Few votes were changed by the final televised debate between President Reagan and Walter F. Mondale, according to the latest Washington Post-ABC News poll.

The survey, taken Monday and Tuesday nights, showed the president heading into the final fortnight of the campaign with a 54-to-42 percent lead over his Democratic challenger. That is the same margin the Republicans held in the pre-debate Post-ABC poll taken Oct. 12-16.

The failure of Mondale to budge the numbers in his last face-to-face confrontation with Reagan highlighted the difficulty he faces in overcoming the lead Reagan has held since the campaign got under way.

Mondale pollster Peter D. Hart, confirming that he had similar figures, said the phenomenon that "amazes me is the remarkable consistency in Reagan's numbers over the last five months. Our challenge remains to convert some of those weak Reagan voters," he said, "and we have less time."

John Buckley, a spokesman for the Reagan campaign, said, "Our polling shows some movement toward Reagan since the Sunday debate and we believe the margin is larger than 12 points." Other officials said the lead in Reagan's polls was about 17 points.

A new Harris Survey released today shows Reagan leading 56-42 percent. Last week, the margin in the Harris Survey was nine points.

In a similar Post-ABC poll taken in the two days after their first debate Oct. 7, Mondale shaved 3 points from Reagan's advantage and cut another 3 points in the next week.

Mondale was judged the clear winner of that first debate, while Reagan had a 38-to-25 percent advantage over Mondale among those interviewed as the winner of Sunday's session in Kansas City. Among Reagan backers, 68 percent said the president won the second debate, 4 percent said Mondale did and the rest thought neither had won. Among Mondale supporters, 58 percent said the former vice president won, 4 percent said Reagan won and the rest saw neither as the winner.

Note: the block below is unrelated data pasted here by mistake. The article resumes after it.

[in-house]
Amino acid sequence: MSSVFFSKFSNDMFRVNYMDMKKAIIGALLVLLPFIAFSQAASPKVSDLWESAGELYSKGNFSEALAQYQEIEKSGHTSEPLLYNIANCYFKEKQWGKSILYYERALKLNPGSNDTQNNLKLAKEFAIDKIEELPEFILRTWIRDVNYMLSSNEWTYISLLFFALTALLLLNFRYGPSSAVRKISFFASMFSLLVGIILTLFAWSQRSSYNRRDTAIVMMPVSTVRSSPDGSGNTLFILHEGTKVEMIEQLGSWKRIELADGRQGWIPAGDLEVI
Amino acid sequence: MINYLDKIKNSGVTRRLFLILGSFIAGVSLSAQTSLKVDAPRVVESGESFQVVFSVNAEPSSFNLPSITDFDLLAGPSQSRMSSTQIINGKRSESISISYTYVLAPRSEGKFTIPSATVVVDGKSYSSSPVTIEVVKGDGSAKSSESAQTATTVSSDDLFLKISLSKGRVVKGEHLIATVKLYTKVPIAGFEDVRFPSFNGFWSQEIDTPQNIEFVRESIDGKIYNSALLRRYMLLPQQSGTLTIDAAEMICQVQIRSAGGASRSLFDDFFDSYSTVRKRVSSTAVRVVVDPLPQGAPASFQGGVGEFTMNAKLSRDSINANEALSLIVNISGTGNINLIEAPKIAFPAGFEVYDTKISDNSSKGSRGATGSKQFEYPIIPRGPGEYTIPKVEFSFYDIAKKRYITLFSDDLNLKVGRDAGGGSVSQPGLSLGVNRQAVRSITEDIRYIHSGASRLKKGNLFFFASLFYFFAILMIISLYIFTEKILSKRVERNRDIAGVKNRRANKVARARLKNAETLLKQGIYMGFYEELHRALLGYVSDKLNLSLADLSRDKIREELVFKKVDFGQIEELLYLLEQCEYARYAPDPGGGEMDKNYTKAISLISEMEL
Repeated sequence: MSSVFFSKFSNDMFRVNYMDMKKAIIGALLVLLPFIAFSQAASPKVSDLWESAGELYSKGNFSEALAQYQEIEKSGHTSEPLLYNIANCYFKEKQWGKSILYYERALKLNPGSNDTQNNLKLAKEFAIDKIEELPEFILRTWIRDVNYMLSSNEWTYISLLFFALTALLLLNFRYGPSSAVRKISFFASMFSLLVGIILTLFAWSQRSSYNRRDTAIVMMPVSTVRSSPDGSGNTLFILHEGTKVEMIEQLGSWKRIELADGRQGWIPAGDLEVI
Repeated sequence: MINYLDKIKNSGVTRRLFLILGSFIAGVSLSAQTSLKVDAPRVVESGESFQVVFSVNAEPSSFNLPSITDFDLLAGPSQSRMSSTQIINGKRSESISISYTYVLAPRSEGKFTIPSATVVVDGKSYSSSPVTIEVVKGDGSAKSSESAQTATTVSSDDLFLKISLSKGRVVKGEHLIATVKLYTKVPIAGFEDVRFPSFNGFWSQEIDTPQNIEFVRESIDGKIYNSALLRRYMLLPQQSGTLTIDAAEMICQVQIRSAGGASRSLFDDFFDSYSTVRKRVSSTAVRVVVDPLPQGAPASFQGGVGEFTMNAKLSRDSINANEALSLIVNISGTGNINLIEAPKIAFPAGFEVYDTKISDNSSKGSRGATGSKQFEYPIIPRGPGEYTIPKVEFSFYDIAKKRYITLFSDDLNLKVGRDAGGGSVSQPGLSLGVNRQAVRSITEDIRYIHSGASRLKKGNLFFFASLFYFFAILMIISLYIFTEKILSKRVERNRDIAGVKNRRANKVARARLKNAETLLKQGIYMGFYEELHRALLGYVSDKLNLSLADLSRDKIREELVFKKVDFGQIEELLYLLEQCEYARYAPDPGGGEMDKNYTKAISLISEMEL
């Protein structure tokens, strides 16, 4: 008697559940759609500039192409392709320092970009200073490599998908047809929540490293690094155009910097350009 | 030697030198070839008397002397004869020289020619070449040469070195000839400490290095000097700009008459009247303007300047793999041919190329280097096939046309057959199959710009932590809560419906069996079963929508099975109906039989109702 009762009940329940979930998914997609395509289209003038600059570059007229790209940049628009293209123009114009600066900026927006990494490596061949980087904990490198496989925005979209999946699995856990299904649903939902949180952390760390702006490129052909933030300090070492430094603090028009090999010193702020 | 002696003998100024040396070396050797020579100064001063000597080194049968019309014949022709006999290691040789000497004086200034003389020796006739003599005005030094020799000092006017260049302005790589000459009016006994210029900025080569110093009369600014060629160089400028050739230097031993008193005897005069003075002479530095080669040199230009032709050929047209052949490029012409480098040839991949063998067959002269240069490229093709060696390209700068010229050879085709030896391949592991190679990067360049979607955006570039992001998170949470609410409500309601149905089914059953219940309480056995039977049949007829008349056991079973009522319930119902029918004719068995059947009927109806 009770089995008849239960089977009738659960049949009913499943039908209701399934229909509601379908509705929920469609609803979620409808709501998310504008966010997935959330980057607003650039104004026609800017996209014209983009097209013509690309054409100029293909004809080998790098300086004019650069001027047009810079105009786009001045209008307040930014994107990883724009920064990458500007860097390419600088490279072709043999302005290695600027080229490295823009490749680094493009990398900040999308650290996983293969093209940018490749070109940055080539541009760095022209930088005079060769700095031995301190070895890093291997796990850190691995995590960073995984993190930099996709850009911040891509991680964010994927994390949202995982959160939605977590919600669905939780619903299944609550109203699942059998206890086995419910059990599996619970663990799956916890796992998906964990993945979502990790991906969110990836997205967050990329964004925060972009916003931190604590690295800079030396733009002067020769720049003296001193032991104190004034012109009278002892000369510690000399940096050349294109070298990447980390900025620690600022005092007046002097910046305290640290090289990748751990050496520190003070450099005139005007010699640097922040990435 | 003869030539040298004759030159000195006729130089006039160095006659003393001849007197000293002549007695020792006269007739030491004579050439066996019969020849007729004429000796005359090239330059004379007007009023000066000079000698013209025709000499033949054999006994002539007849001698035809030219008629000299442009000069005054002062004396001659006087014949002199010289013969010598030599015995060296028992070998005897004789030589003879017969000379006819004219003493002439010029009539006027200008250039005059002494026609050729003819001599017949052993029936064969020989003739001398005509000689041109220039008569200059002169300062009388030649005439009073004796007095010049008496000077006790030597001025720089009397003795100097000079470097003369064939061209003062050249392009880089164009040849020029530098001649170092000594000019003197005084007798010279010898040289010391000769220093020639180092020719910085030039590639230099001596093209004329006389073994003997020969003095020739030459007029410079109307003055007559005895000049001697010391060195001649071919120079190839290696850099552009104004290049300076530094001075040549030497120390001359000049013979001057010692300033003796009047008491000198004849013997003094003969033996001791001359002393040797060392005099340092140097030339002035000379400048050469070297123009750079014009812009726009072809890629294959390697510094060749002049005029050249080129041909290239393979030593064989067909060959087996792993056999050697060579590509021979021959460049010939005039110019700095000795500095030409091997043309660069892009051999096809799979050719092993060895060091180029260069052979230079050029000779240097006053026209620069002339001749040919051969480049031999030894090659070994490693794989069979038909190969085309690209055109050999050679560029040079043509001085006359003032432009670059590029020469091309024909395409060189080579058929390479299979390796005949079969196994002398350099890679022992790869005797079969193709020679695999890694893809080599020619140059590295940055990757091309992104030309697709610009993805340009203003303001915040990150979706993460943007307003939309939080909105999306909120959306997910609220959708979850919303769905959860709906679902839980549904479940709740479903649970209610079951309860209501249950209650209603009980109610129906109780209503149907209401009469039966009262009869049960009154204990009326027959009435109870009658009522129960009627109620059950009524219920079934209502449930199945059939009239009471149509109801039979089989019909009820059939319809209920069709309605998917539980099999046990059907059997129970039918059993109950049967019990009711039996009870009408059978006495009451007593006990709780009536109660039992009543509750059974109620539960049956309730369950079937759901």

The Post-ABC poll is based on call-back interviews with 1,081 registered voters who were surveyed in the pre-debate poll. More than seven out of 10 polled said they had watched some or all of the second debate.

Three out of 10 respondents said they thought Reagan was too old to serve a second term as president -- about the same percentage who had held that opinion before the debate.

Mondale's approval rating, which took a dramatic leap upward after the first debate in Louisville, showed a slight gain this time, going to 53 percent-44 percent favorable from 50 percent-44 percent. But Reagan's rating also improved slightly, to 61 percent-36 percent favorable from 60 percent-36 percent, and remained substantially higher than Mondale's.

Overall, what was most striking about the poll was the lack of movement -- an indication that the persistent Reagan lead may be solidifying in the final stage of the campaign.

The last three Post-ABC polls have shown Mondale drawing even with Reagan only in the East, but trailing by double-digit margins in the other three sections. The Democrat is splitting the vote with Reagan among those with incomes of less than $20,000 and those who consider themselves working-class, but is losing by wide margins among higher-income voters and those who consider themselves middle-class.

There is a sharp racial polarization in the vote, with Reagan getting six of every 10 white votes in the surveys and Mondale getting more than eight of every 10 black ones. The gender gap is there, but Mondale has not been able to gain enough women to offset Reagan's wide lead among men.

About 4 percent of those surveyed remain undecided.